By Chet Yarbrough
Written by: Judy Melinek, MD, and T. J. Mitchell
Narrated by: Tanya Eby
In Judy Melinek’s and her husband’s book titled “Working Stiff”, a perspective on careers in forensic pathology is drawn in light of history’s worst single incident of lost American’ lives. Two months before 9/11, Doctor Melinek is working at the Office of Chief Medical Examiner in New York City at East 26th Street and 1st Avenue. Melinek remembers seeing a commercial plane on an odd flight path in lower Manhattan on September 11, 2001. American Airlines Flight 11 is the first plane to hit the World Trade Center.
Within 24 hours, the Chief Medical Examiner, Dr. Charles S. Hirsch, and his staff (including Doctor Melinek) are charged with identifying 2606 dead bodies (total deaths from 9/11 attacks were 2,996, including the 19 hijackers and those killed at the Pentagon).
Judy Melinek went to school to become a surgeon but, in the grind of surgical internship, Melinek reassesses her personal life and family’ interest and re-directs her career to forensic pathology. In her first two years as a forensic pathologist, Doctor Melinek examines 262 bodies. In the course of those two years, Melinek recalls what it is like to be a medical examiner in the midst of a regular work schedule and a monumentally tragic human disaster.
The last chapters of the Melinek/Mitchell’ book recount the 9/11 experience but beginning chapters explain interesting facts about a medical examiner’s job. Melinek explains that the most interesting cases are murder victims but only 10% of medical examiner autopsies involve homicide; the remainder is death by accident, aberrant behavior, disease, or old age.
All deaths require a death certificate signed by a medical examiner. The importance of death certificates is critical because copies of death certificates are necessary proof of death to financial institutions and government agencies. No bank accounts can be closed; no assets of the deceased can be sold, and no cause for death can be certified without a death certificate.
In homicide cases, Melinek reveals several interesting facts about processing a case. One, police are often more interested in closing a case than knowing that an investigation must be conducted to find a killer. Melinek notes that a determination of death by murder, rather than suicide or accident, requires active police investigation. Case files must be left open until a murderer is found or the case is determined unsolvable (a cold case). Some police press for suicide or accident determination to allow open files to be closed rather than investigated or cold cased. Melinek notes that tension is raised between police and a medical examiner’s office when some homicides are identified.
Melinek also exposes the misleading character of TV’ forensic investigation. An autopsy may take months to process before a cause of death can be clearly determined. Melinek reveals inter-departmental communications often slows important forensic information that gives context to an autopsy. A death certificate may not be signed for several months if questionable circumstances require further investigation.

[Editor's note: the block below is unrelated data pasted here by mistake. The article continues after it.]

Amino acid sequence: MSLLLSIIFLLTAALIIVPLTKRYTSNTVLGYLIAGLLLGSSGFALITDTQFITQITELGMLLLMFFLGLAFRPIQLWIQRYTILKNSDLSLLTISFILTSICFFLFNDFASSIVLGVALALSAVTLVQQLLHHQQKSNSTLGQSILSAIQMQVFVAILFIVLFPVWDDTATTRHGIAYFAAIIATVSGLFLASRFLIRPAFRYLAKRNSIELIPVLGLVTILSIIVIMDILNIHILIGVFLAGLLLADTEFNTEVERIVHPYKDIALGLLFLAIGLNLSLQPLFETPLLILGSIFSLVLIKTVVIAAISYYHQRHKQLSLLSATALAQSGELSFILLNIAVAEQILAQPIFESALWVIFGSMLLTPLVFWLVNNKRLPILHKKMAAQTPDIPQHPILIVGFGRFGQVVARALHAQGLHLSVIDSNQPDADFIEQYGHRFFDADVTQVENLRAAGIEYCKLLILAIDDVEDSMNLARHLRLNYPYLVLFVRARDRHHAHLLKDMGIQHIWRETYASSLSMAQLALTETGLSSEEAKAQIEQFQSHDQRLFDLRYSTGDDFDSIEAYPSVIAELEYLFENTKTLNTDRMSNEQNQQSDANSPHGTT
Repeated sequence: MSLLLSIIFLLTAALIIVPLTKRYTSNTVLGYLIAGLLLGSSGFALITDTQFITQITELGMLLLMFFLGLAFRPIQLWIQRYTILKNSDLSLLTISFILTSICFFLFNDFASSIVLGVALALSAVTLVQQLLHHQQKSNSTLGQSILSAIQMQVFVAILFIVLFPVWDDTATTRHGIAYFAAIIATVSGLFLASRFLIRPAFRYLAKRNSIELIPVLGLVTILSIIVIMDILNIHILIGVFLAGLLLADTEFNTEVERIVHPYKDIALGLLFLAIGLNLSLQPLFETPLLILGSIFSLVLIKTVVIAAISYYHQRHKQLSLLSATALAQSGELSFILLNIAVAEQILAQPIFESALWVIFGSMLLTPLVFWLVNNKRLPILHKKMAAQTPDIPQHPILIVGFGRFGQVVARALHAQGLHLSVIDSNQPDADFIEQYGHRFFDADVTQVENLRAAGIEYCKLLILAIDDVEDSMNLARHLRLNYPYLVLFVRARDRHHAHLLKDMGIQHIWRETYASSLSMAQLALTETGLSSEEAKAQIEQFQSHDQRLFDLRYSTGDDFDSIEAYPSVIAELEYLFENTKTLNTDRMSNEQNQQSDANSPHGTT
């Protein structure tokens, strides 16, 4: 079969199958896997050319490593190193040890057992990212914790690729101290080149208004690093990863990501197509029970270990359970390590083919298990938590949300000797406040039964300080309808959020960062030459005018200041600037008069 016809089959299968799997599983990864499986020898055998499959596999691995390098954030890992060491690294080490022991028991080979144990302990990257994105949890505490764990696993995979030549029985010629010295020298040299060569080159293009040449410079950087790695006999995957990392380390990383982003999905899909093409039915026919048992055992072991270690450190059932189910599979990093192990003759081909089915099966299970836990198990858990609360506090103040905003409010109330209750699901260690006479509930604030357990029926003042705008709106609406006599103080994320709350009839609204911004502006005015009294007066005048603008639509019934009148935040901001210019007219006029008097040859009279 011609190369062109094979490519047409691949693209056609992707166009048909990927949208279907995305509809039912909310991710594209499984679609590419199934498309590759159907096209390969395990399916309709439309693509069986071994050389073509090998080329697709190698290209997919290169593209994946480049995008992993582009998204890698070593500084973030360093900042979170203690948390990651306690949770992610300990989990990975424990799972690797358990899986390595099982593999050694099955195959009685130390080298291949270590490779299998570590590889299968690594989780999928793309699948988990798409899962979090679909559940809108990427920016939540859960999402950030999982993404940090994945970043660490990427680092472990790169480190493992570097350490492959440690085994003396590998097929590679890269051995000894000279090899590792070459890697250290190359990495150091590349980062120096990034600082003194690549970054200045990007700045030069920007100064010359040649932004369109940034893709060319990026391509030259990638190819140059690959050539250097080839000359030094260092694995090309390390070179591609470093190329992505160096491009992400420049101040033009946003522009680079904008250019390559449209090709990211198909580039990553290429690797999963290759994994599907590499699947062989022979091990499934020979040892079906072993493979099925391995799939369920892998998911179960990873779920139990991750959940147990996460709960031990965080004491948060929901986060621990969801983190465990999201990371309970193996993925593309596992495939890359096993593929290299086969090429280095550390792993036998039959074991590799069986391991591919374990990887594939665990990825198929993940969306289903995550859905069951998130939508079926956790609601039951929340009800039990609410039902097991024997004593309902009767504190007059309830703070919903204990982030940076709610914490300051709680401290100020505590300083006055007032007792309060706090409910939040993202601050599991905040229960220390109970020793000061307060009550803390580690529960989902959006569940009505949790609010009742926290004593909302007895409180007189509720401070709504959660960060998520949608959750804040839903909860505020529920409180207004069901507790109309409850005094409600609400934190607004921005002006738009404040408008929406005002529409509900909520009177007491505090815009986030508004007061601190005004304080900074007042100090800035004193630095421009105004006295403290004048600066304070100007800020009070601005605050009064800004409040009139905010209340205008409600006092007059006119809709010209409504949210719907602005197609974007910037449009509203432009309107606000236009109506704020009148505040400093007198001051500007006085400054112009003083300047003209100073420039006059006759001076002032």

Another interesting insight is the interference that comes from a family member that is convinced their son, daughter, husband, or wife is a murder victim rather than a drug overdose, accident, or suicide. A competent medical examiner that performs a careful autopsy will have overwhelming evidence that clearly determines cause of death. Some relatives will continue to refuse the examiners report and insist on further investigation.
Melinek explains her most difficult medical examinations are of dead children; particularly if death is from child abuse. Melinek recalls an autopsy of a young girl that appears to have been forcibly submerged in a hot tub of water by a parent. Even after testimony in court, the evidence given by Melinek fails to convince the court and the parent is released.
The gruesome details of maggot formation, bloating of submerged human bodies, and burn victims are described by Melinek. She recounts a time when she has to leave the room to settle her nerves and calm her indigestion.
The final chapters of “Working Stiff” suggest the New York Office of Chief Medical Examiner is an unsung recovery’ hero of the 9/11 Trade Center tragedy. The competence of the Chief Medical Examiner is revealed by Melinek in a speech the CME gives to his staff before bodies begin to arrive. He notes that the focus of the department’s job in the 9/11 tragedy is to identify victims; not determine specific causes of death. Each body part is to be bagged and tagged with its own number. He explains that duplication of body parts that belong to the same body is irrelevant. Any body parts that offer clues to identity; e.g. fingers, dental work, skin tattoos, bone pins, etc. are to be separated and numbered. The CME explains that the most important thing for everyone to understand is that all victims must be identified so families will know of their relative’s death. He goes on to explain that each body part is to be treated as an individual death, with dignity and solemnity.
Melinek, in her first two years as a Medical Examiner, gains more experience than many forensic’ doctors have in a life time. “Working Stiff” is a tribute and primer for those interested in the profession.